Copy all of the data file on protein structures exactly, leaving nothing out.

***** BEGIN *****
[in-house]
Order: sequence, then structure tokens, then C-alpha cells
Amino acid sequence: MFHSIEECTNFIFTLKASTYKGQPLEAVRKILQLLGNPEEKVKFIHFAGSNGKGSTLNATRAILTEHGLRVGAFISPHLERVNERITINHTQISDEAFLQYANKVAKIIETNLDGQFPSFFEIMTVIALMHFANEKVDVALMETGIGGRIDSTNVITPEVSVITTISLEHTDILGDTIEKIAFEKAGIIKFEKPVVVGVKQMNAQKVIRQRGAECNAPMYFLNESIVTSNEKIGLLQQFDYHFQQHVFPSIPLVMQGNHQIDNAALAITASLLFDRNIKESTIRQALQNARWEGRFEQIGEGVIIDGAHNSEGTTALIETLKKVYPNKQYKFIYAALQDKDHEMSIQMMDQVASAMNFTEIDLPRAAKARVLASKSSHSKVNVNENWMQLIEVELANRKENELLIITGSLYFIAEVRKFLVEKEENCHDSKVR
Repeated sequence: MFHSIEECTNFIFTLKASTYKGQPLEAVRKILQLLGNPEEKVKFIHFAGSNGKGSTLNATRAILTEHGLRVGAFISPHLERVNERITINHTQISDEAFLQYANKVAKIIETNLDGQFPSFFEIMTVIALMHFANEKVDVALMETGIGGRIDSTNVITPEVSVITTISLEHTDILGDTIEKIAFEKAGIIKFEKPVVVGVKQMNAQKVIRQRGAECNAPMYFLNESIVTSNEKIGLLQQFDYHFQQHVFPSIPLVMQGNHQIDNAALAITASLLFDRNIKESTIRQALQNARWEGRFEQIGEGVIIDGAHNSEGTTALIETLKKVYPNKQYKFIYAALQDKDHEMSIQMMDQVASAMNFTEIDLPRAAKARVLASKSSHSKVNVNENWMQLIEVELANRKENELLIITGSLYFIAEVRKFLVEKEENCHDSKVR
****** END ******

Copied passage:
[in-house]
Order: sequence, then structure tokens, then C-alpha cells
Amino acid sequence: MFHSIEECTNFIFTLKASTYKGQPLEAVRKILQLLGNPEEKVKFIHFAGSNGKGSTLNATRAILTEHGLRVGAFISPHLERVNERITINHTQISDEAFLQYANKVAKIIETNLDGQFPSFFEIMTVIALMHFANEKVDVALMETGIGGRIDSTNVITPEVSVITTISLEHTDILGDTIEKIAFEKAGIIKFEKPVVVGVKQMNAQKVIRQRGAECNAPMYFLNESIVTSNEKIGLLQQFDYHFQQHVFPSIPLVMQGNHQIDNAALAITASLLFDRNIKESTIRQALQNARWEGRFEQIGEGVIIDGAHNSEGTTALIETLKKVYPNKQYKFIYAALQDKDHEMSIQMMDQVASAMNFTEIDLPRAAKARVLASKSSHSKVNVNENWMQLIEVELANRKENELLIITGSLYFIAEVRKFLVEKEENCHDSKVR
Repeated sequence: MFHSIEECTNFIFTLKASTYKGQPLEAVRKILQLLGNPEEKVKFIHFAGSNGKGSTLNATRAILTEHGLRVGAFISPHLERVNERITINHTQISDEAFLQYANKVAKIIETNLDGQFPSFFEIMTVIALMHFANEKVDVALMETGIGGRIDSTNVITPEVSVITTISLEHTDILGDTIEKIAFEKAGIIKFEKPVVVGVKQMNAQKVIRQRGAECNAPMYFLNESIVTSNEKIGLLQQFDYHFQQHVFPSIPLVMQGNHQIDNAALAITASLLFDRNIKESTIRQALQNARWEGRFEQIGEGVIIDGAHNSEGTTALIETLKKVYPNKQYKFIYAALQDKDHEMSIQMMDQVASAMNFTEIDLPRAAKARVLASKSSHSKVNVNENWMQLIEVELANRKENELLIITGSLYFIAEVRKFLVEKEENCHDSKVR